Vaccines are extremely sensitive to temperature. They must remain between 2 and 8 degrees Celsius in order to remain viable. Outside of this temperature range, vaccines become less effective at preventing diseases. Because of this, the storage and handling of vaccines need careful attention. The equipment and devices used to ensure vaccines stay in the right temperature range are known as the “cold chain.” When vaccines are transported, stored in a refrigerator, or used in an immunization session, the cold chain keeps the temperature right. Significant investments have been made in updating cold chain equipment in many countries, but overall performance remains a significant concern.

With our new partner Bull City Learning, VillageReach is strengthening the vaccine cold chain in Malawi. Using human-centered design principles, we are creating an easy-to-use, interactive, digital manual on refrigerator maintenance and repair. By providing this tool for cold chain technicians, we hope to improve routine maintenance of essential equipment used to keep vaccines at the right temperatures.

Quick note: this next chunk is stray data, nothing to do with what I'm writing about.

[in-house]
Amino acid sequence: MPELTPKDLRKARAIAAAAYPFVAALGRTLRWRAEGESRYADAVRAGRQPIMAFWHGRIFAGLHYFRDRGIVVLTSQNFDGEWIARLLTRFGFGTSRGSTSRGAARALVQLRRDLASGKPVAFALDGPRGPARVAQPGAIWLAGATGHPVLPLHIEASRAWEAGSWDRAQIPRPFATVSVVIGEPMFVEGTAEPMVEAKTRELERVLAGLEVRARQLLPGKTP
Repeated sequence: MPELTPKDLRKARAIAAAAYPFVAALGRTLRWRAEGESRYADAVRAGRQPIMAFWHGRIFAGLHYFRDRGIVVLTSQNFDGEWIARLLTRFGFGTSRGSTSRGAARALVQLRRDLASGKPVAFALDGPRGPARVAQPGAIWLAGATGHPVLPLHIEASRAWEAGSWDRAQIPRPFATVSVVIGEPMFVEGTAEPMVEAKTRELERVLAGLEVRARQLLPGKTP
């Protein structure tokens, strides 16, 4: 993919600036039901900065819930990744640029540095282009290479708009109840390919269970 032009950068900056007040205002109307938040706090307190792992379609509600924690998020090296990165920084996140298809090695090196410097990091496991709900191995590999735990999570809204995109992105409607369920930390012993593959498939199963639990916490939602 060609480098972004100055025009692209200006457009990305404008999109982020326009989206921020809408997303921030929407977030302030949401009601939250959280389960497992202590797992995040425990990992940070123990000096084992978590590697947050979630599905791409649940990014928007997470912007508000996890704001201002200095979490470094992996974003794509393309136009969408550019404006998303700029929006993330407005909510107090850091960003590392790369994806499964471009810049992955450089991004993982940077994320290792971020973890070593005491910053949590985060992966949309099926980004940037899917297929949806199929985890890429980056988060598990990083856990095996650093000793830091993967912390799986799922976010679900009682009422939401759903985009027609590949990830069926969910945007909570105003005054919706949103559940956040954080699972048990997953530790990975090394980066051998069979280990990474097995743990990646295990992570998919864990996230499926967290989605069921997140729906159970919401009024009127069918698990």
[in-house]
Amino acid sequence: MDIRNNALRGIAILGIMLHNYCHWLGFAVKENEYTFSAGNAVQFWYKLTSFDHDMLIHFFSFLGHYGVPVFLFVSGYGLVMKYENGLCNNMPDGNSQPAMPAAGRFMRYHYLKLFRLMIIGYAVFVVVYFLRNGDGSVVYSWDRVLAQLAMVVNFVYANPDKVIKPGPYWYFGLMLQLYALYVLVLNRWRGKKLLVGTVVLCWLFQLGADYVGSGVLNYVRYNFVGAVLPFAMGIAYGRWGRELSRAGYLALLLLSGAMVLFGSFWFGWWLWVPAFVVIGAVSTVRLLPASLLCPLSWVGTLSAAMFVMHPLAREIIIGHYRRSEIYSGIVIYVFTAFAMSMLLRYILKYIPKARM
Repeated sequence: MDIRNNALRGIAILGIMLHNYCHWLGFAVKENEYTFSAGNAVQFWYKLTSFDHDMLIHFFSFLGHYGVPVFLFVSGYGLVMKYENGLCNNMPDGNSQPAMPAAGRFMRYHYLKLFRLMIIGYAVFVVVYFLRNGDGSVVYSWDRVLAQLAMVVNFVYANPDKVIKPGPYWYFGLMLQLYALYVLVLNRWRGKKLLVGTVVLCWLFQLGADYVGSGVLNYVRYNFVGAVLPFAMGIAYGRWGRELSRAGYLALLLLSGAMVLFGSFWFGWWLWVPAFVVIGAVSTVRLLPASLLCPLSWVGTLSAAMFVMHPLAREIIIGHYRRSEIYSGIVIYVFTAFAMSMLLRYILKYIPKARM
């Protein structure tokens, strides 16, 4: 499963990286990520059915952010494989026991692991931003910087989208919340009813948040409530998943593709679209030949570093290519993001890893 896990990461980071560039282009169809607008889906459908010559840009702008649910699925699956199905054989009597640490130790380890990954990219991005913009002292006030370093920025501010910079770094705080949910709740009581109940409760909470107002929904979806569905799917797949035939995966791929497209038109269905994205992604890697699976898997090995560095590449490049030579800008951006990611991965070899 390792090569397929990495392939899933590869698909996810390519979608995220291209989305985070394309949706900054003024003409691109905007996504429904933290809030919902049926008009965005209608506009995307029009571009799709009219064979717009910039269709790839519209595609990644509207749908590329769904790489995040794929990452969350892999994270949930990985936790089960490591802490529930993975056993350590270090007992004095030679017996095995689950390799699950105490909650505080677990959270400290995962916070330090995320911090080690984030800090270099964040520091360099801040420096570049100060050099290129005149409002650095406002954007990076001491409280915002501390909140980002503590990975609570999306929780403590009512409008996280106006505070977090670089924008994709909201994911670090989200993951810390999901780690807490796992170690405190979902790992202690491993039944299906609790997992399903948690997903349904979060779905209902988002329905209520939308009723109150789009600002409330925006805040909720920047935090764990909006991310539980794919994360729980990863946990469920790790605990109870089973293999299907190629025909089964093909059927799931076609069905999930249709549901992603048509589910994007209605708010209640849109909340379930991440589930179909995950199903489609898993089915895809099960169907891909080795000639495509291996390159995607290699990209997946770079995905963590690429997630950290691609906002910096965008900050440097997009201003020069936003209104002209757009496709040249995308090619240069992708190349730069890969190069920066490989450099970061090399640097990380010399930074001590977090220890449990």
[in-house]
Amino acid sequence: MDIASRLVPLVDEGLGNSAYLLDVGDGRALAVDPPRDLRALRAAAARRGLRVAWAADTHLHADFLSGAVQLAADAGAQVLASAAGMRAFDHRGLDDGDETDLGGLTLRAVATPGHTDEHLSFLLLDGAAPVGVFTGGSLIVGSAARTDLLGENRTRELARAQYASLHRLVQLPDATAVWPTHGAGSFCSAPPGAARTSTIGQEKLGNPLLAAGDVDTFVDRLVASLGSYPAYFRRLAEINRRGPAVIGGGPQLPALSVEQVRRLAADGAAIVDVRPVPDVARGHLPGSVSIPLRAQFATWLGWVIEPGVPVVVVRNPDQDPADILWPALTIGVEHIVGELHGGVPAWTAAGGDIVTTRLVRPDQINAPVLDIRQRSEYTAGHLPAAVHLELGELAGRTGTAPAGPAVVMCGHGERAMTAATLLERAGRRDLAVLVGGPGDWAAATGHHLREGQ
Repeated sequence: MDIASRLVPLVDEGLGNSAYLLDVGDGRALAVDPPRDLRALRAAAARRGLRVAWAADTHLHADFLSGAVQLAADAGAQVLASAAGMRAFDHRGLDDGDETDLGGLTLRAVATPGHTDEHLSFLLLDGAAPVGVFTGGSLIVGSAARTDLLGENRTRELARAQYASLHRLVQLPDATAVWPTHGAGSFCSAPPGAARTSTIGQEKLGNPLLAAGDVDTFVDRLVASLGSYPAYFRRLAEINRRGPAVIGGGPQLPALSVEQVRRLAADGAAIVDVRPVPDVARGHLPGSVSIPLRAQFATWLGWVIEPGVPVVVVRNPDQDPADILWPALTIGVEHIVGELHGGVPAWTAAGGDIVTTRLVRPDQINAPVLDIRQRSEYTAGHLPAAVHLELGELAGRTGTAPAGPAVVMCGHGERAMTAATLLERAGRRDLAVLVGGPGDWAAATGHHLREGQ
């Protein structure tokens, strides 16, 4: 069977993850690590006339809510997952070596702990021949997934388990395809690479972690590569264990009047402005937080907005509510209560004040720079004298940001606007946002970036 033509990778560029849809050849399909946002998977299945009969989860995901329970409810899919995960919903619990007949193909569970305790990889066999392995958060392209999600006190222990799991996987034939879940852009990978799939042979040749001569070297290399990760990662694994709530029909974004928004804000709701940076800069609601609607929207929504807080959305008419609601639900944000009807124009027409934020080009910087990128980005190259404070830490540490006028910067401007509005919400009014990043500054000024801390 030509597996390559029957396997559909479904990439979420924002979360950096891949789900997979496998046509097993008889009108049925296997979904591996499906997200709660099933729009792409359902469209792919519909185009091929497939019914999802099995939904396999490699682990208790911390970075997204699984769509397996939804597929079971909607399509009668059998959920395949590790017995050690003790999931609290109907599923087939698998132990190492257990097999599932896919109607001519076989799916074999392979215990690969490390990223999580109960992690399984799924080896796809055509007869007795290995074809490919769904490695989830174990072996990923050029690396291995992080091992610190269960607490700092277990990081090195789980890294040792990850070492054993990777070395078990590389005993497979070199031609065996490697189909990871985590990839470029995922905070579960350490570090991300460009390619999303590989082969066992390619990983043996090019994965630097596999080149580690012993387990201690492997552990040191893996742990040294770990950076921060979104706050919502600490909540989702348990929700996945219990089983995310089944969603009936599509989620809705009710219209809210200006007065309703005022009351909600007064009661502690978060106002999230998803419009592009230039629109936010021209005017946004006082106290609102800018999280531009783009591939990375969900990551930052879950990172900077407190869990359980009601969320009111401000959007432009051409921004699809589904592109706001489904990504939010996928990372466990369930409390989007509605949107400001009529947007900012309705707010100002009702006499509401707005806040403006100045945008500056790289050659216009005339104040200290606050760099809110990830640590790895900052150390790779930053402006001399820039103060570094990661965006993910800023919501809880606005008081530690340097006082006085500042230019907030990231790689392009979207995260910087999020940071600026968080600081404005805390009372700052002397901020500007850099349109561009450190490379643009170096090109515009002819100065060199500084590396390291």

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11.02 2017
OpenLMIS was well-represented at the TechNet-21 Conference including this poster on the new vaccine-specific functionality.

OpenLMIS is a community dedicated to collective impact. We are always learning and listening for new ideas. We organize user-centered design workshops, talk with global leaders, and incorporate best-in-class technologies to meet the needs of global health supply chains. The most recent TechNet-21 Conference provided yet another opportunity to hear more from our partners in the immunization sector.

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10.26 2017
Melissa West and Sid Rupani from LLamasoft sharing the use of system design and modeling for supply chain improvement at the TechNet Conference.

Donors and NGOs around the world are investing in technologies that promise to make vaccines available to children everywhere. Many of these innovations took center stage at last week’s TechNet Conference, reflecting the enthusiasm to try something new. But maybe what we need is not necessarily something new – just something different.

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04.28 2017

World Immunization Week is a perfect time to reflect on global priorities and our commitment to the Global Vaccine Action Plan (GVAP). This framework guides the work of organizations around the world to reach every child with life-saving vaccines. It is also a way to measure our collective success. Accurately measuring our progress against GVAP targets is central to moving the needle globally, but we need to be confident in the data.